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The Big Crypto Struggles with Basic Accounting and Economics - by Martin Walker - 50 Foot Blockchain Attack

guest post by martin walker

The leaders of “Big Crypto” seem to have a big problem understanding the basics of conventional finance – such as balance sheets, auditing and cash flows.

Changpeng Zhao, also known as “CZ” from cryptocurrency exchange Binance, newly described how they managed over $580M worth of FTT crypto tokens: “We never touched on it, actually kind of forgot about it.” Sam Bankman-Fried has expressed endless confusion about asset management by cryptocurrency exchange FTX and hedge fund Alameda.

Even before the FTX collapse, Sam had some unusual ideas about the methods the crypto industry uses to generate value:

… the smart money is like, oh wow, this thing is now yielding about 60% a year on X tokens. Sure, I’ll take my 60% yield, right? So they put another $300 million in the box and you get a psycho and then it goes to infinity. And then everyone makes money.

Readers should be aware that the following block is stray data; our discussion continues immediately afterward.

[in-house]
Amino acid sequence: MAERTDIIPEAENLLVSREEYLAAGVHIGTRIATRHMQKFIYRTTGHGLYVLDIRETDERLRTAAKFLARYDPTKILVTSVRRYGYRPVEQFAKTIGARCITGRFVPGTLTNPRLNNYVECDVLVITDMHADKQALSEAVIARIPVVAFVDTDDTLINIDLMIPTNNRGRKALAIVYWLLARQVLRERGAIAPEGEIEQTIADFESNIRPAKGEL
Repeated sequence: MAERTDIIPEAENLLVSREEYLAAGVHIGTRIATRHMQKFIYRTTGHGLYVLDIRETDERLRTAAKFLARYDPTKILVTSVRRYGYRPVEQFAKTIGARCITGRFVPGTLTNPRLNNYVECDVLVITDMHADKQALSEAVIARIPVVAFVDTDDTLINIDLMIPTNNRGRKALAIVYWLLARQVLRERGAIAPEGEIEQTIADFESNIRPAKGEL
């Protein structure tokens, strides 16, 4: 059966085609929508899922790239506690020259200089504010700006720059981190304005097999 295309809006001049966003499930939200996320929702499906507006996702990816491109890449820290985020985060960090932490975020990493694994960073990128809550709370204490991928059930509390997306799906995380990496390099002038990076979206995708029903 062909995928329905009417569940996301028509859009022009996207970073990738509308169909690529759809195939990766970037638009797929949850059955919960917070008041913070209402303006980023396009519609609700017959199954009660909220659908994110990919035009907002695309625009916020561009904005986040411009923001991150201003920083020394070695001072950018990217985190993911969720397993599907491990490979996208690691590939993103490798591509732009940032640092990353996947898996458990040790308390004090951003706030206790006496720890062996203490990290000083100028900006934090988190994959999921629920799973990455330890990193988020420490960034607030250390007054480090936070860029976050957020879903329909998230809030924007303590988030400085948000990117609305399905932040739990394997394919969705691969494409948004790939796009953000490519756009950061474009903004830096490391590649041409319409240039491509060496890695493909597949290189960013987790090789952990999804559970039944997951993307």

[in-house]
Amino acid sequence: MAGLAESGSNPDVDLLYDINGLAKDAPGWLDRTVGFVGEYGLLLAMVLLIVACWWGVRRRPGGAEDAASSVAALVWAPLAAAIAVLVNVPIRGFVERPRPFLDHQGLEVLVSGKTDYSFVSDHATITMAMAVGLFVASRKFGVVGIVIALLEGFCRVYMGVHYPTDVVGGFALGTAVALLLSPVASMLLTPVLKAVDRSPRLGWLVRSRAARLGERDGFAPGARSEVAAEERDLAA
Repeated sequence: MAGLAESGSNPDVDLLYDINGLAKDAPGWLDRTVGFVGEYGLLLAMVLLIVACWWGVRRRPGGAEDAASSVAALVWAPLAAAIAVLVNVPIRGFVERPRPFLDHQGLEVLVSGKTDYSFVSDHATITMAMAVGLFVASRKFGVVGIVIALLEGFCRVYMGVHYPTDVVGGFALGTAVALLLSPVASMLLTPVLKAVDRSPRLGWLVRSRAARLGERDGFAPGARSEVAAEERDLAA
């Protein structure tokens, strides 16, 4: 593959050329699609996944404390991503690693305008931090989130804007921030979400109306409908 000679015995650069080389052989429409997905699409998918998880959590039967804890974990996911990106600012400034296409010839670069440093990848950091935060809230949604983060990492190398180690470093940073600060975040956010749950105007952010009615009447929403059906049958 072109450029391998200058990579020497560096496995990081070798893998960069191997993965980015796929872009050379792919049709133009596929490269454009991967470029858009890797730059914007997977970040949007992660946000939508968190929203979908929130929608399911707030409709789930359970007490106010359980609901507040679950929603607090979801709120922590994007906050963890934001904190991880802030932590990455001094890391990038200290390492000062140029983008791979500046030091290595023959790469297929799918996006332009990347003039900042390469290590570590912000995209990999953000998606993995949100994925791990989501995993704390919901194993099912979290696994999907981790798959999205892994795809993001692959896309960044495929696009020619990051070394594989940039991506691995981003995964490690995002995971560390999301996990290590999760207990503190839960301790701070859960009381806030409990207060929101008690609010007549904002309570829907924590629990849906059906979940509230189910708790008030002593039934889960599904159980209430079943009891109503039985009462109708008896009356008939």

Cynics such as most of the mainstream media and the Securities and Exchange Commission (SEC) have finally started to buy into the idea that much of Big Crypto is run by recklessly incompetent and/or criminal people. Maybe some of them are. But it’s worth trying to understand how billionaires (and recently ex-billionaires) developed their ideas about the financial world.

In 2016, I co-wrote an article that pointed out that cryptocurrencies like Bitcoin are “an asset without a liability”. In other words, “created out of thin air, defying the laws of double entry accounting”. Financial assets are always someone else’s responsibility. If they are not liabilities to another party, who is going to pay the returns on the asset that ultimately gives it value? No one, therefore, they have no core value.

The big crypto companies have been buying and selling “nothing” for so long, mostly in exchange for different pieces of “nothing”, that many actually believe that taking nothing, giving it a name – and sometimes a history – combined with a one little trading with friends, gives “nothing” enormous value.